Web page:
The feature below was first shown on my website on 7 February 1998
Images of Wales
The Moving Mountain of Godre'r Graig
Photography by John Ball - 12.30pm, 7th February 1998 (with Agfa ePhoto307 digital camera)
After a number of minor warnings in the 1950s, disaster struck the Upper Swansea Valley in December 1965 when a major landslide swept part of the village of Godre'r Graig down the slopes of Mynydd Allt-y-grug.
Above: Mynydd Allt-y-grug, showing the villages of Godre'r Graig (left) and
Pant-teg (right). The landslip destroyed the road which once joined these two
villages. Some of the houses at the bottom of the valley were built to replace those lost in the landslip.
Above: Houses in the village of Pant-teg, perched under the rocky outcrops of Graig Arw on Mynydd Allt-y-grug.
Above: The last few houses which avoided the landslip are just visible through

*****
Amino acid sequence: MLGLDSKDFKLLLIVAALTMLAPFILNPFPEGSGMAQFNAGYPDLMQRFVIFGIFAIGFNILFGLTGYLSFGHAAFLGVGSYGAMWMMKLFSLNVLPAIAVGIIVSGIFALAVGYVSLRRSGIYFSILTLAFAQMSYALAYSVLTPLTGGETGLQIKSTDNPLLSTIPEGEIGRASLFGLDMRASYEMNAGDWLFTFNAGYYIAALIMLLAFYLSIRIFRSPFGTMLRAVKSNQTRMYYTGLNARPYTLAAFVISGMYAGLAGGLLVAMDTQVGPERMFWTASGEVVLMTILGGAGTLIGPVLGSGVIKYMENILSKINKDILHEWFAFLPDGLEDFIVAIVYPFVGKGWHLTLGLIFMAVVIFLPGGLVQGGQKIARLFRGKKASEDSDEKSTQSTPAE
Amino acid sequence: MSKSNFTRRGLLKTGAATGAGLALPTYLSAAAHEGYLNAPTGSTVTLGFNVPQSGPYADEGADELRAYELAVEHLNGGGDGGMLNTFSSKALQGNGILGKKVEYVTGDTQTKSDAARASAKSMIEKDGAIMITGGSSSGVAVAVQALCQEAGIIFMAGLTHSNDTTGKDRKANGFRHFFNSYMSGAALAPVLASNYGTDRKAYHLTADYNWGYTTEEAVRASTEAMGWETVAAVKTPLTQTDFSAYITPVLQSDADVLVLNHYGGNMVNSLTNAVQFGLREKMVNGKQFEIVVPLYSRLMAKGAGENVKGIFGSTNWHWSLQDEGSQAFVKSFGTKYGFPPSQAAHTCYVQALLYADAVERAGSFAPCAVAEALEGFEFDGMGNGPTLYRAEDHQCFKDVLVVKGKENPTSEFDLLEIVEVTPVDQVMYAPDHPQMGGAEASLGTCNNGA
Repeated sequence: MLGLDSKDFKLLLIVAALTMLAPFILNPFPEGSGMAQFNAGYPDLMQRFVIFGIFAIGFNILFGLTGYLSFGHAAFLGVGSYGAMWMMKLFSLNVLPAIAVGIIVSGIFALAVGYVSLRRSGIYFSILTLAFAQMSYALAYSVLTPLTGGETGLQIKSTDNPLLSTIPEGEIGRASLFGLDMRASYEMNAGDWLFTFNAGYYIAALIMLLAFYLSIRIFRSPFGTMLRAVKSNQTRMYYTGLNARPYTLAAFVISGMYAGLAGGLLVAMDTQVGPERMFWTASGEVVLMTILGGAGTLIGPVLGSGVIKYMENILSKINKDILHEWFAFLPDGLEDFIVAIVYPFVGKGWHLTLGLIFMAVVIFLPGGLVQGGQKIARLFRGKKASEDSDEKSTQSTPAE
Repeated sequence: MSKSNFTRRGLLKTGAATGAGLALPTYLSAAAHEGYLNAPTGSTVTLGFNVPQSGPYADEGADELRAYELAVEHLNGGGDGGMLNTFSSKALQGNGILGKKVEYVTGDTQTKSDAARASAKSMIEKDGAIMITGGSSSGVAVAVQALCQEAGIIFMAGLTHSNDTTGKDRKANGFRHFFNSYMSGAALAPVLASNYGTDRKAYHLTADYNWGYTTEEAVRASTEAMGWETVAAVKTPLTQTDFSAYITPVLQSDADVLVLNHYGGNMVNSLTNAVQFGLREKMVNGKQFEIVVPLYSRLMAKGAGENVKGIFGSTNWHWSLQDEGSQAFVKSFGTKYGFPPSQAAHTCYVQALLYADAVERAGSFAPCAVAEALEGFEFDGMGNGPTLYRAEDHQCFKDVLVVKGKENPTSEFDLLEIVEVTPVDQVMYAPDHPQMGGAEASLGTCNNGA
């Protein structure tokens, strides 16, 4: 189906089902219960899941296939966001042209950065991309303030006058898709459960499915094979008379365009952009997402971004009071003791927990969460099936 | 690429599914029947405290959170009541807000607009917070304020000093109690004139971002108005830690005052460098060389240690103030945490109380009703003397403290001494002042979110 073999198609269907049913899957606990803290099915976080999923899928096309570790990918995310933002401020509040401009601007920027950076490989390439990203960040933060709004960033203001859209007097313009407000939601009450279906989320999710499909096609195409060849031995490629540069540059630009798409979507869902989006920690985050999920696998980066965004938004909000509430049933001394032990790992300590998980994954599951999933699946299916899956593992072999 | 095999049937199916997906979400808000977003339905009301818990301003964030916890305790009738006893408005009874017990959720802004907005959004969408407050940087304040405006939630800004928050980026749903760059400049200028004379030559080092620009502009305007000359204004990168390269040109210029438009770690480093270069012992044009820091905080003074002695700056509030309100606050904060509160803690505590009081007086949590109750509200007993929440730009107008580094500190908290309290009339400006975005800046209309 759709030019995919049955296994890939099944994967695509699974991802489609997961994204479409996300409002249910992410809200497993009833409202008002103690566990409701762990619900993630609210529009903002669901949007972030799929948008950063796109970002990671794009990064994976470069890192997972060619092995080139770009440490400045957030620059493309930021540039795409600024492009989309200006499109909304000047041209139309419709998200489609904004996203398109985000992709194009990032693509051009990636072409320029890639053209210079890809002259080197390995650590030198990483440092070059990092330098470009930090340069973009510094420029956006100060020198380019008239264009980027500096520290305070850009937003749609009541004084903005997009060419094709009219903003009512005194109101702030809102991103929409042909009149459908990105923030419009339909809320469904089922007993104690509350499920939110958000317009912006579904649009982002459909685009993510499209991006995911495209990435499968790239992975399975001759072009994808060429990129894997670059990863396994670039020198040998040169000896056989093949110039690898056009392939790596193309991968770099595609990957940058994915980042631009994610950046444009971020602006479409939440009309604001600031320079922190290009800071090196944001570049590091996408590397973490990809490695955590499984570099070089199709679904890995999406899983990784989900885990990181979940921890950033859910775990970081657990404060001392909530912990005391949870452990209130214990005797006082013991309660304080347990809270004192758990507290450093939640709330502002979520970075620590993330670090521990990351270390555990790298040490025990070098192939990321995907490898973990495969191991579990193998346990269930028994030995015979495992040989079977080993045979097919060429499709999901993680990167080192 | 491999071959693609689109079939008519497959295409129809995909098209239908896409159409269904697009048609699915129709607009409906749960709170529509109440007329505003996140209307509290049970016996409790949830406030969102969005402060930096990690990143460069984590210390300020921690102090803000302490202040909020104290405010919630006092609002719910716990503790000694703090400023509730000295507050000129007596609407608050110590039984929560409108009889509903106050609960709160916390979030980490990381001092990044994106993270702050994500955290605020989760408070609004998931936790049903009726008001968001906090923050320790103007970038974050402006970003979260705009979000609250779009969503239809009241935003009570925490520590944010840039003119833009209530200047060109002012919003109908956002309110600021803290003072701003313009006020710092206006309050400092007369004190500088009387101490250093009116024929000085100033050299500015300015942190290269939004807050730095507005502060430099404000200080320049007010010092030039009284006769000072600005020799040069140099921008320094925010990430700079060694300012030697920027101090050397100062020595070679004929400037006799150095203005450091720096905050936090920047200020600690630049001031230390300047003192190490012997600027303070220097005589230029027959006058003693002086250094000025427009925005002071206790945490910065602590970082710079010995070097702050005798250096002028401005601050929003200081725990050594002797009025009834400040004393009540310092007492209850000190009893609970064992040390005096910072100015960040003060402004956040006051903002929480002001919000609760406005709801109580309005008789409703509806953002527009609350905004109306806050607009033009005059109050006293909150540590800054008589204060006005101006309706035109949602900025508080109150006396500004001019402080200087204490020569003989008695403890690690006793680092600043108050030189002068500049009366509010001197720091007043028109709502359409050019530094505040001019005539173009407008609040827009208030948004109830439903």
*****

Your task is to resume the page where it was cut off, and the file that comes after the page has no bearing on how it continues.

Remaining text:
the treetops on the upper left of this view.
Above: One of the houses in Godre'r Graig which did not survive the landslip.
Thankfully, no lives were lost when the mountain moved.
Above: Forlorn remains (left) of some of the terraces of cottages destroyed by the landslip. Villagers claimed the landslip was caused by poor drainage from a quarry further up the hillside. The drainage pipes (right) were installed in an attempt to stabilise the hillside after the landslip.
Above: Looking up the hillside at the site of the landslip reveals these ominous mounds of earth which one day may slip again. A local resident told me that vill- agers who lost their homes in 1965 were awarded a meagre £50 in compensation. The authorities claimed the landslip was an act of God!
Above: These cottages at the Pant-teg end of the road, just avoided the land- slip. Mynydd Allt-y-grug is now known locally as the Moving Mountain.